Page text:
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How to get boomerang kids out of the house

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ANDREW, an unemployed graduate in religious studies and creative writing, lives in Oregon with his parents. He is not alone. Some 21.6 million Americans aged 18 to 31 -- 36 per cent of the total -- still languish in the parental home, according to the Pew Research Center, a think-tank. This figure is slightly misleading; it includes students, who may live at home only during the holidays. Nonetheless, the share of youngsters stuck with Mom and Pop is the largest since surveys began in 1968.

Andrew hates his situation with "an intense passion." It is safe and dry and warm, of course, and he appreciates his parents' help. But he is bored and frustrated, and his love life has become "limited" since he moved back in with them. (The fact his mother won't let him cook makes preparing romantic meals for two a challenge.)

As for Mom and Pop, they are not complaining. But parents are often irked when their adult children boomerang back. Few would go as far as the parents in the 2006 movie Failure to Launch, who hired Sarah Jessica Parker to pretend to fall in love with their 35-year-old son to spur him to move out. But many wonder what it would take to prod the darling lump on the sofa to get a life.

Getting a job would be the obvious first step, but this is tough. Some 16 per cent of 16- to 24-year-olds are unemployed. Evan Feinberg, the head of Generation Opportunity, a youth advocacy organization, complains that "young people don't have the chance to achieve the American dream."

That is an exaggeration, but youngsters would be wise to polish the way they appear online. Rather than interviewing lots of candidates, companies increasingly screen students to identify, and then contact, the ones who seem most employable, says Cliff Dank, the head of Elm Talent, a recruitment agency. Those who cannot find work should consider listing their skills and qualifications on social media sites, he says. Sprinkling in a few keywords employers like, such as "leadership," may also help.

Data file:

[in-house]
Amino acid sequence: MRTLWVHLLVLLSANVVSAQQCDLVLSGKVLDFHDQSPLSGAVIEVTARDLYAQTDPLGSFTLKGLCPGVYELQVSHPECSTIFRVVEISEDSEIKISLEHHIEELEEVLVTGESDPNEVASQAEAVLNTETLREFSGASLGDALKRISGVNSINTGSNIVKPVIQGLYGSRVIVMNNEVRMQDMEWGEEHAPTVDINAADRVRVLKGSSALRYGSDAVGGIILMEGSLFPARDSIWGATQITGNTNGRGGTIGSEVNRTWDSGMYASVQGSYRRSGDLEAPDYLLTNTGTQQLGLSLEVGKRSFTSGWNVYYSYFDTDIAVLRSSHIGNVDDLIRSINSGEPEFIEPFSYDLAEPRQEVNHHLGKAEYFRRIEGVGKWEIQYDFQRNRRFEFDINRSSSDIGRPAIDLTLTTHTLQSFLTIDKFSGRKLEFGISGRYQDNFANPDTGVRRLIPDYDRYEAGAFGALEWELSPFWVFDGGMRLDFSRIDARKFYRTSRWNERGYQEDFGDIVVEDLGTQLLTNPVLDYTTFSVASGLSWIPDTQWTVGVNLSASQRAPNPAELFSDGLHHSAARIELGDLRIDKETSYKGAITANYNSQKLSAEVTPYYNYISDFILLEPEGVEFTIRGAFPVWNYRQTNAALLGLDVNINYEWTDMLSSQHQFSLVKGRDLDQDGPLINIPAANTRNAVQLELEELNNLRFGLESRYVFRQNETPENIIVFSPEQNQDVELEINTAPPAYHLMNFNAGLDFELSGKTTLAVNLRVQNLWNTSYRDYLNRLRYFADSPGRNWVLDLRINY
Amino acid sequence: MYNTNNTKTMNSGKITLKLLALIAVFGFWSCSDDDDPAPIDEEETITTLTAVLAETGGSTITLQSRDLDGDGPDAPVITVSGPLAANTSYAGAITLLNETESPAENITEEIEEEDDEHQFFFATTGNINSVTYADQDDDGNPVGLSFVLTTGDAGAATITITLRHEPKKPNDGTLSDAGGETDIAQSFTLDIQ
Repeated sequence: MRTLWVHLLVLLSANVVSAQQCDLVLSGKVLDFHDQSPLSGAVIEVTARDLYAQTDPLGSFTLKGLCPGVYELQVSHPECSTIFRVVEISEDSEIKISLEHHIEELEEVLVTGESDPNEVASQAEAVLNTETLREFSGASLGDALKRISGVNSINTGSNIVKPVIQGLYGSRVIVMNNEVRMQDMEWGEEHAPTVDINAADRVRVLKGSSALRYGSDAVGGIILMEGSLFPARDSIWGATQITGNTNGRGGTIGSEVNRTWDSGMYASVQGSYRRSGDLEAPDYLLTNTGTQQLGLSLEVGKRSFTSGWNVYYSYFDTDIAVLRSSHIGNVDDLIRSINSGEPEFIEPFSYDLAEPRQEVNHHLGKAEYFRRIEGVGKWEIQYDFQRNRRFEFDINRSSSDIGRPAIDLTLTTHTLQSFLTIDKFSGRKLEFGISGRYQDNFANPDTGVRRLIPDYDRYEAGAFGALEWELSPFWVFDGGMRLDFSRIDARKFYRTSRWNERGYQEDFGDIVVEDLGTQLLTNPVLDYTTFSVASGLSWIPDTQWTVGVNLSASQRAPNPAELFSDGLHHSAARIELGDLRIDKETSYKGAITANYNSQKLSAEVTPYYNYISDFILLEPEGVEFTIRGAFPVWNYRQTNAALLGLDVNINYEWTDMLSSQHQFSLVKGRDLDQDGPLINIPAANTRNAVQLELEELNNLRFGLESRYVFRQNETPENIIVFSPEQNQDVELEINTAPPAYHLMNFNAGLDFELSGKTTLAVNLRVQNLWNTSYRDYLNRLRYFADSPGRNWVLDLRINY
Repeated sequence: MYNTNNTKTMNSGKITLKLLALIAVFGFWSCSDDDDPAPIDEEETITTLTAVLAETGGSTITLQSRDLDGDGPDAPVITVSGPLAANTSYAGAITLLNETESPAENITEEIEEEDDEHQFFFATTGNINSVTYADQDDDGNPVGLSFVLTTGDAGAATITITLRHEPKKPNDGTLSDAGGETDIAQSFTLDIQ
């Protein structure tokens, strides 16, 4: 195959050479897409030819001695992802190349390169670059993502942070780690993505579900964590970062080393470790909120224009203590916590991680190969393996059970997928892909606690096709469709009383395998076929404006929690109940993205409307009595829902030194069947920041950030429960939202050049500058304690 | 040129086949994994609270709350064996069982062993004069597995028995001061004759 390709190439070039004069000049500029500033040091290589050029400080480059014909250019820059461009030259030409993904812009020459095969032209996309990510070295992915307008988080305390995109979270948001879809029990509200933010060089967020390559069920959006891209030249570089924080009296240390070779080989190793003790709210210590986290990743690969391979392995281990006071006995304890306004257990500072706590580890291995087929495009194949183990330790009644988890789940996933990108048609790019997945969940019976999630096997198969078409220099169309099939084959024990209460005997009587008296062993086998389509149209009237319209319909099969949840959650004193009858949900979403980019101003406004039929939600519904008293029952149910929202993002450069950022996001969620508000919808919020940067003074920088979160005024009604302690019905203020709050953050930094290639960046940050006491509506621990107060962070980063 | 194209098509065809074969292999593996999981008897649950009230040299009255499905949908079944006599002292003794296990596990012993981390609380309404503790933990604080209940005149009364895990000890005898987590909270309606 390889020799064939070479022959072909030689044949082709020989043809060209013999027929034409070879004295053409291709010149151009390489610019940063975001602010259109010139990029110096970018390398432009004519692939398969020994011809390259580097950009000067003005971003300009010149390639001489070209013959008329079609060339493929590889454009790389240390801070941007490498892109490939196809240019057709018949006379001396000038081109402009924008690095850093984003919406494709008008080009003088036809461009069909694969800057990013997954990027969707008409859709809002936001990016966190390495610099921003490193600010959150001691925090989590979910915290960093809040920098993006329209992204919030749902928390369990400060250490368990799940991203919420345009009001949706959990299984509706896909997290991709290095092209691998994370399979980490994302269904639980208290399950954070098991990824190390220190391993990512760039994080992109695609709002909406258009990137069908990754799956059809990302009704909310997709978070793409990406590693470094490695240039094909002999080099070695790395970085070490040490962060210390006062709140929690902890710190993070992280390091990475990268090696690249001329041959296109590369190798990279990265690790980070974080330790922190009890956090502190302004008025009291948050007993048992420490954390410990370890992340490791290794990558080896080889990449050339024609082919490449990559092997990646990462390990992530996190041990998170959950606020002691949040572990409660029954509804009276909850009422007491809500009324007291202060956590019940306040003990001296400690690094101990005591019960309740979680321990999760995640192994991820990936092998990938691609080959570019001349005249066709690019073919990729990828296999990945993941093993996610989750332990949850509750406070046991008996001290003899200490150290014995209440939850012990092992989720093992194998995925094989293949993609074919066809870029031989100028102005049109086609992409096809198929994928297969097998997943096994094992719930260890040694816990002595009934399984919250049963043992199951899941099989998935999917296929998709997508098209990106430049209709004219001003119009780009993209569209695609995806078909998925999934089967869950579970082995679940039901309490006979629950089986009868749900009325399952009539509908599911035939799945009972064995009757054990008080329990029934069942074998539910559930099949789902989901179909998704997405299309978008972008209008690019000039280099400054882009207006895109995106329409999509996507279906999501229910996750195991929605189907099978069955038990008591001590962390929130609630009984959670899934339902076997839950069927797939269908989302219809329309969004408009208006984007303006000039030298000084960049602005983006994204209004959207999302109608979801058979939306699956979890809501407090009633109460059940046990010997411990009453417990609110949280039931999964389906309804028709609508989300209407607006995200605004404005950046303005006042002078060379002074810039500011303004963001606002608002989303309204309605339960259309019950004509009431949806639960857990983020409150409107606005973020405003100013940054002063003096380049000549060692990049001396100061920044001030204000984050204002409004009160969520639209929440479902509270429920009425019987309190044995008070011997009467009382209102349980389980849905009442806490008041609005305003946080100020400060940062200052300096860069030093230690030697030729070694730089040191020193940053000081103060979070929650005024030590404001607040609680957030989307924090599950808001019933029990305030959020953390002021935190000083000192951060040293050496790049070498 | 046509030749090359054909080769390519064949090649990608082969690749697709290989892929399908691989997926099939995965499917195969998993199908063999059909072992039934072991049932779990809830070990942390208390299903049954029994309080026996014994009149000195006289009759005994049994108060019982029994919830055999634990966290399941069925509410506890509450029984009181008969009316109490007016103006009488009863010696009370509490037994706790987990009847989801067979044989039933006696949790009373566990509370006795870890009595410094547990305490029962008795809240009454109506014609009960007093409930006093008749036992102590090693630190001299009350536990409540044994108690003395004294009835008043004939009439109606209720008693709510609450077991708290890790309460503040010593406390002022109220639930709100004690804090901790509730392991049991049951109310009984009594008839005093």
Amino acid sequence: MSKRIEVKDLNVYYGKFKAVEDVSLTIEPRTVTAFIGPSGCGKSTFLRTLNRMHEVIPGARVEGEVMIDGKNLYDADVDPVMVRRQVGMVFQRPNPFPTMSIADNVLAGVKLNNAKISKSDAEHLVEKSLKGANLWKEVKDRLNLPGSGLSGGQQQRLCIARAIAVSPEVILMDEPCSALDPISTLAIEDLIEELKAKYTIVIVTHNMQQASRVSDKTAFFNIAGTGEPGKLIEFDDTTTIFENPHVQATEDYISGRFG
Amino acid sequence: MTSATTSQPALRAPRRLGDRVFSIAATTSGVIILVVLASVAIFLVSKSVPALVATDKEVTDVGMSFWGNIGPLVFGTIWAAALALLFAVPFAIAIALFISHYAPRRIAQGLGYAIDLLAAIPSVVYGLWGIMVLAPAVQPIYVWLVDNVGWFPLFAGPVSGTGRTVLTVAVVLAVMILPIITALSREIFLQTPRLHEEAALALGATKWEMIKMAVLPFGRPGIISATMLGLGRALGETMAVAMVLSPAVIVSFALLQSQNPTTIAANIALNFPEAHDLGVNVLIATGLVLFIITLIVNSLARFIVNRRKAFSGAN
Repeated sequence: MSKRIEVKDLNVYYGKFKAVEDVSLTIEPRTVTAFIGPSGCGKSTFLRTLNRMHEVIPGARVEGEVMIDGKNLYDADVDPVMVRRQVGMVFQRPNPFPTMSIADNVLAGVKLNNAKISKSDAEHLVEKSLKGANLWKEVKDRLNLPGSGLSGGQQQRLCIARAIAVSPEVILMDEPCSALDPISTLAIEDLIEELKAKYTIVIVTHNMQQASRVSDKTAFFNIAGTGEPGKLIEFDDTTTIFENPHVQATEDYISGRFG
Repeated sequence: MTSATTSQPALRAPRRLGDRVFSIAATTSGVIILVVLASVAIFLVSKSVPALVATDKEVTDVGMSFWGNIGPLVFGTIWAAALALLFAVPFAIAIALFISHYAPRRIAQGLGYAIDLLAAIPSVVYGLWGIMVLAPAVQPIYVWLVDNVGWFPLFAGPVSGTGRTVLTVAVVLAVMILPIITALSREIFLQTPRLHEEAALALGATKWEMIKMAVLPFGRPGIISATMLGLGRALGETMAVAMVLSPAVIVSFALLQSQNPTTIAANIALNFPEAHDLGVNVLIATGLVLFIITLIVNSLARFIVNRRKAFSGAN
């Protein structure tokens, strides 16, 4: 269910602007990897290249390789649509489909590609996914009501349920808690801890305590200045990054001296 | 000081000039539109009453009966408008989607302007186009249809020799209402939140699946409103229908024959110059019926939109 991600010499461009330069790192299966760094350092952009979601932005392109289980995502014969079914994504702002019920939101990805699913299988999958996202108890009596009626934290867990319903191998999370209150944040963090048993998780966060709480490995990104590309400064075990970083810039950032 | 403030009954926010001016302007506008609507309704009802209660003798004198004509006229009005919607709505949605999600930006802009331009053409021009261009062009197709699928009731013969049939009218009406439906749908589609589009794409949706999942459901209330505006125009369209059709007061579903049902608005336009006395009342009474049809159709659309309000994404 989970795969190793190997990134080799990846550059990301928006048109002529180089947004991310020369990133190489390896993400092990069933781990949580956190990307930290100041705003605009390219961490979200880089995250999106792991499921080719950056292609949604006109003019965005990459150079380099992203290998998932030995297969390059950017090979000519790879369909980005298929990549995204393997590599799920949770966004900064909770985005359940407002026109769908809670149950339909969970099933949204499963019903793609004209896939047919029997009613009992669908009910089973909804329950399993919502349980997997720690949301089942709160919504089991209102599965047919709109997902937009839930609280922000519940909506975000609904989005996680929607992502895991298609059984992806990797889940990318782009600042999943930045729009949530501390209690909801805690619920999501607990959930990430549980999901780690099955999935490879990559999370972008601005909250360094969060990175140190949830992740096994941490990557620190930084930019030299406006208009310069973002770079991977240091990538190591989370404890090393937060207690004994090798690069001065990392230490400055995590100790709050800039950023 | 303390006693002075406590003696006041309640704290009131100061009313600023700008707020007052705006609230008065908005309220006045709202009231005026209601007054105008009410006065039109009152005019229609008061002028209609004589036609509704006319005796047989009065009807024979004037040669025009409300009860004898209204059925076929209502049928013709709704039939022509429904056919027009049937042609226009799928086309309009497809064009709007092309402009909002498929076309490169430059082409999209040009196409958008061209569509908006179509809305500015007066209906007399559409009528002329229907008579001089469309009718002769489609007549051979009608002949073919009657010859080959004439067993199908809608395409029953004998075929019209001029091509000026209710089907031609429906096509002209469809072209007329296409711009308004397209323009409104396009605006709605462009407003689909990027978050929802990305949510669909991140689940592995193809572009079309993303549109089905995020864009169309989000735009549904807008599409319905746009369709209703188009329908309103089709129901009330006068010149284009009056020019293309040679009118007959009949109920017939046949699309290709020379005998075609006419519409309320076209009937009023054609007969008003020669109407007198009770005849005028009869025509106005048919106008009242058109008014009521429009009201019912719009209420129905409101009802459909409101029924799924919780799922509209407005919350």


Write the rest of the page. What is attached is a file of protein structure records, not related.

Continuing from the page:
If a boomerang child needs an extra nudge to budge, you can always charge him rent. In a recent survey, 88 per cent of oldies thought kids should pay up. You can also demand he do more household chores, though that may be a recipe for burned meatloaf and shrunken shirts. Many parents, however, let their adult offspring lodge with them on easy terms. In a way, this makes financial sense. Mortgages are tougher to obtain than they were before the crash. Ill-paid youngsters can save enough for a deposit on a new home more quickly if they are not paying rent today.

Many young Americans reside with their parents because they aren't married. Only 25 per cent of 18- to 31-year-olds had spouses in 2012, down from 30 per cent in 2007. Young men are often considered unmarriageable if they still live at home, says Mark Regnerus, a sociologist from the University of Texas and co-author of Premarital Sex in America. Boomerangs still want to have sex, but both they and their parents are likely to feel awkward about them doing it under the parental roof, says Regnerus.

In the end, it may be lust, rather than lectures from Mom and Dad, that propels them out into the world.

Republished from the Winnipeg Free Press print edition August 19, 2013 A9

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